120-million-year-old animals evolved ‘scratch digging’ traits independently
Credit: MAO Fangyuan
A joint research team led by Dr. MAO Fangyuan and Dr. ZHANG Chi from the Institute of Vertebrate Paleontology and Paleoanthropology (IVPP) of the Chinese Academy of Sciences and Prof. MENG Jin from the American Museum of Natural History have discovered two new species of mammal-like, burrowing animals that lived about 120 million years ago in what is now northeastern China.
The new species, described in Nature on April 7, are distantly related. However, they independently evolved traits to support their digging lifestyle. They represent the first “scratch diggers” discovered in this ecosystem.
“There are many hypotheses about why animals dig into the soil and live underground,” said Prof. MENG, lead author of the study. “For protection against predators, to maintain a temperature that’s relatively constant, or to find food sources like insects and plant roots. These two fossils are a very unusual, deep-time example of animals that are not closely related and yet both evolved the highly specialized characteristics of a digger.”
The fossil mammaliamorph species–predecessors to mammals–were discovered in the Jehol Biota, which represents the Early Cretaceous epoch, about 145 to 100 million years ago.
One is a mammal-like reptile called a tritylodontid and represents the first of its kind to be identified in this biota. About a foot in length, it was named Fossiomanus sinensis. The other one, Jueconodon cheni, is a eutriconodontan, a distant cousin of modern placental mammals and marsupials, which were common in the biota. It is about seven inches long.
Mammals that are adapted to burrowing have specialized traits for digging. The researchers found some of these hallmark features, including shorter limbs, strong forelimbs with robust hands, and a short tail, in both Fossiomanus and Jueconodon. In particular, these characteristics point to a type of digging behavior known as “scratch digging,” accomplished mainly by the claws of the forelimbs.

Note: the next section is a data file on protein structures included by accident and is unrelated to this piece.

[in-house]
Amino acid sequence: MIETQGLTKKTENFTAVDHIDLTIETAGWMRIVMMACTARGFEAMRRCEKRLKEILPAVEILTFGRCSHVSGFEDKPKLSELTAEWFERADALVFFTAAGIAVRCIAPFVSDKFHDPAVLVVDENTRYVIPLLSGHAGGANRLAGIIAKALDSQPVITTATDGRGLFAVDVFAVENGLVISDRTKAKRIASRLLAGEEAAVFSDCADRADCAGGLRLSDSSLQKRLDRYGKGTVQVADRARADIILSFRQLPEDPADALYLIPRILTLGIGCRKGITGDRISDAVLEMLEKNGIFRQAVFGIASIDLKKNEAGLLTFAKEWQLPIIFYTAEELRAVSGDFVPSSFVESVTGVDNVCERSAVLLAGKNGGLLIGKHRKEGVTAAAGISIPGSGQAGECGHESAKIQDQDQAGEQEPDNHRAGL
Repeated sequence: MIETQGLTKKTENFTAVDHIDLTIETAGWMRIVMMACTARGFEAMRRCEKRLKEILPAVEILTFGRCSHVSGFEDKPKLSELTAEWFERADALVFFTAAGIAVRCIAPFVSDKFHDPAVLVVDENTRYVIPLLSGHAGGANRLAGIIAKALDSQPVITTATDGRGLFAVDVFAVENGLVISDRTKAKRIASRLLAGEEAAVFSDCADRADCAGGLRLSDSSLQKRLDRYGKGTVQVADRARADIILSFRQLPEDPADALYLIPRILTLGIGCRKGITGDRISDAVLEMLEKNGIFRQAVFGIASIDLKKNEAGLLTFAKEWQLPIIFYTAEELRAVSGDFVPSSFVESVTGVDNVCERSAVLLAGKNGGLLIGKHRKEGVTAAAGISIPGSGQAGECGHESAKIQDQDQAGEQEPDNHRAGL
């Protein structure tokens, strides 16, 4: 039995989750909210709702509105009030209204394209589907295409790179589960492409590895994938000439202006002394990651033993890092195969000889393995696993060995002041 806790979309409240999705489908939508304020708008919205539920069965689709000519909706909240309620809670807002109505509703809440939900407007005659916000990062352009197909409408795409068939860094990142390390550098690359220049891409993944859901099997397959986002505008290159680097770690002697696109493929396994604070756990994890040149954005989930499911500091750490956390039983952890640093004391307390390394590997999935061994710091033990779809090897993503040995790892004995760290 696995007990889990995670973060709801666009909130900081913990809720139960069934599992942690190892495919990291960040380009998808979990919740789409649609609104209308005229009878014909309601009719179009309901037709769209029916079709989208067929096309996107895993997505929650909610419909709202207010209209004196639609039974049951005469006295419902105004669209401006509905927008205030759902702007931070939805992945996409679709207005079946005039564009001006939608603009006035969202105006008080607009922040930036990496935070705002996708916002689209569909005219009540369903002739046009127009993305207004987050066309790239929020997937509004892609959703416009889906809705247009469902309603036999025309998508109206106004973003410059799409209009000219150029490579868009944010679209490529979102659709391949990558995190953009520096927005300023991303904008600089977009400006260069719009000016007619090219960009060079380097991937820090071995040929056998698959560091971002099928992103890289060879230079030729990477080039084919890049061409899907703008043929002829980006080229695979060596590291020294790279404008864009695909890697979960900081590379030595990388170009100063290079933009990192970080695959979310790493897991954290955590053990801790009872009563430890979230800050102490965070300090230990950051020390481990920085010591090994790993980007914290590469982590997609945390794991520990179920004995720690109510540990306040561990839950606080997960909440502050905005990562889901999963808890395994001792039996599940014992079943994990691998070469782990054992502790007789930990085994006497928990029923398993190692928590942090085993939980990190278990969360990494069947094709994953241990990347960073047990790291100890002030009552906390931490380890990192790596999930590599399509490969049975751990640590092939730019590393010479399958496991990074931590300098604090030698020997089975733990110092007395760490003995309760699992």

“This is the first convincing evidence for fossorial life in those two groups,” said Dr. MAO. “It also is the first case of scratch diggers we know about in the Jehol Biota, which was home to a great diversity of animals, from dinosaurs and insects to plants.”
The animals also share another unusual feature: an elongated vertebral column. Typically, from the neck to the hip, mammals have 26 vertebrae. However, Fossiomanus had 38 vertebrae–a staggering 12 more than the usual number–while Jueconodon had 28.
To try to determine how these animals got their elongated axial skeleton, the paleontologists turned to recent studies in developmental biology, finding that the variation could be attributed to gene mutations that determine the number and shape of the vertebrae during early embryonic development of these animals. Variation in vertebrae number can be found in modern mammals as well, for example, in elephants, manatees, and hyraxes.
This study was supported by the National Natural Science Foundation of China, the Chinese Academy of Sciences Strategic Priority Research Program, the Youth Innovation Promotion Association, and the Kalbfleisch Fellowship of the American Museum of Natural History’s Richard Gilder Graduate School.
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